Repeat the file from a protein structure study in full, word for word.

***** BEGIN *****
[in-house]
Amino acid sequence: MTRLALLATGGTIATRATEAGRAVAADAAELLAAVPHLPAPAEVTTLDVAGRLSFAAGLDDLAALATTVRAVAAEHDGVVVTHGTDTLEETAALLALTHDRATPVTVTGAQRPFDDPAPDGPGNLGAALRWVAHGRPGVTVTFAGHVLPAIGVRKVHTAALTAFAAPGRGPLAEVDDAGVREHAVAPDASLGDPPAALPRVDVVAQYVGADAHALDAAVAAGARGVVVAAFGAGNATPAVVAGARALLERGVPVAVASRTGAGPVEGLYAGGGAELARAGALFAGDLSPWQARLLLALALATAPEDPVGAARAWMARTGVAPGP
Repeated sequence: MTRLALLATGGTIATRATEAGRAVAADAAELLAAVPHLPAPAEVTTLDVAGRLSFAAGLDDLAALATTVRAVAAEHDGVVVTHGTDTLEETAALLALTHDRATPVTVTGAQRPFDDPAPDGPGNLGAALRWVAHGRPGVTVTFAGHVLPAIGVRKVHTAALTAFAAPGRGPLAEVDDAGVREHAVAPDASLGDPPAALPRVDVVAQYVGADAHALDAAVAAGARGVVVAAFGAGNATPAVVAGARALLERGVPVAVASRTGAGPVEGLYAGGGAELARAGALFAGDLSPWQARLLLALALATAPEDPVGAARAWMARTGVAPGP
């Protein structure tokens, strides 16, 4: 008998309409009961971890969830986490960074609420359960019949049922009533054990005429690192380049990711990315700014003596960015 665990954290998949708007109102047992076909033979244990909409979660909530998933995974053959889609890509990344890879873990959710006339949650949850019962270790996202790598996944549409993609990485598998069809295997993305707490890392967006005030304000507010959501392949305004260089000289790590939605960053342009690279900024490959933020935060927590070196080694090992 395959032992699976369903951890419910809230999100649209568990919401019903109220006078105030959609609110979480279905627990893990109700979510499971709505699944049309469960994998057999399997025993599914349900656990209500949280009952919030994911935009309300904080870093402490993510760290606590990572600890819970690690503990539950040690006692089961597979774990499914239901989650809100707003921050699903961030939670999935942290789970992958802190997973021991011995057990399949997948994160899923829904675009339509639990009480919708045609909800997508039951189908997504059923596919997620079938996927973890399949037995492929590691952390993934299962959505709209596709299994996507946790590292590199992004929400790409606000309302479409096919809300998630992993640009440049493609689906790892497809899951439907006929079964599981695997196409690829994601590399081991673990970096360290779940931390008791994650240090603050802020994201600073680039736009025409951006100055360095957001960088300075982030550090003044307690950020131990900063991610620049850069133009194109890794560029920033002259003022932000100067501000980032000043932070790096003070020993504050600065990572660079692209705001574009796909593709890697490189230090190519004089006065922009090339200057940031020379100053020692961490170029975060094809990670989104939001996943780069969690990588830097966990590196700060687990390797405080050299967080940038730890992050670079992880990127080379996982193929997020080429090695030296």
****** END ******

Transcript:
[in-house]
Amino acid sequence: MTRLALLATGGTIATRATEAGRAVAADAAELLAAVPHLPAPAEVTTLDVAGRLSFAAGLDDLAALATTVRAVAAEHDGVVVTHGTDTLEETAALLALTHDRATPVTVTGAQRPFDDPAPDGPGNLGAALRWVAHGRPGVTVTFAGHVLPAIGVRKVHTAALTAFAAPGRGPLAEVDDAGVREHAVAPDASLGDPPAALPRVDVVAQYVGADAHALDAAVAAGARGVVVAAFGAGNATPAVVAGARALLERGVPVAVASRTGAGPVEGLYAGGGAELARAGALFAGDLSPWQARLLLALALATAPEDPVGAARAWMARTGVAPGP
Repeated sequence: MTRLALLATGGTIATRATEAGRAVAADAAELLAAVPHLPAPAEVTTLDVAGRLSFAAGLDDLAALATTVRAVAAEHDGVVVTHGTDTLEETAALLALTHDRATPVTVTGAQRPFDDPAPDGPGNLGAALRWVAHGRPGVTVTFAGHVLPAIGVRKVHTAALTAFAAPGRGPLAEVDDAGVREHAVAPDASLGDPPAALPRVDVVAQYVGADAHALDAAVAAGARGVVVAAFGAGNATPAVVAGARALLERGVPVAVASRTGAGPVEGLYAGGGAELARAGALFAGDLSPWQARLLLALALATAPEDPVGAARAWMARTGVAPGP
């Protein structure tokens, strides 16, 4: 008998309409009961971890969830986490960074609420359960019949049922009533054990005429690192380049990711990315700014003596960015 665990954290998949708007109102047992076909033979244990909409979660909530998933995974053959889609890509990344890879873990959710006339949650949850019962270790996202790598996944549409993609990485598998069809295997993305707490890392967006005030304000507010959501392949305004260089000289790590939605960053342009690279900024490959933020935060927590070196080694090992 395959032992699976369903951890419910809230999100649209568990919401019903109220006078105030959609609110979480279905627990893990109700979510499971709505699944049309469960994998057999399997025993599914349900656990209500949280009952919030994911935009309300904080870093402490993510760290606590990572600890819970690690503990539950040690006692089961597979774990499914239901989650809100707003921050699903961030939670999935942290789970992958802190997973021991011995057990399949997948994160899923829904675009339509639990009480919708045609909800997508039951189908997504059923596919997620079938996927973890399949037995492929590691952390993934299962959505709209596709299994996507946790590292590199992004929400790409606000309302479409096919809300998630992993640009440049493609689906790892497809899951439907006929079964599981695997196409690829994601590399081991673990970096360290779940931390008791994650240090603050802020994201600073680039736009025409951006100055360095957001960088300075982030550090003044307690950020131990900063991610620049850069133009194109890794560029920033002259003022932000100067501000980032000043932070790096003070020993504050600065990572660079692209705001574009796909593709890697490189230090190519004089006065922009090339200057940031020379100053020692961490170029975060094809990670989104939001996943780069969690990588830097966990590196700060687990390797405080050299967080940038730890992050670079992880990127080379996982193929997020080429090695030296």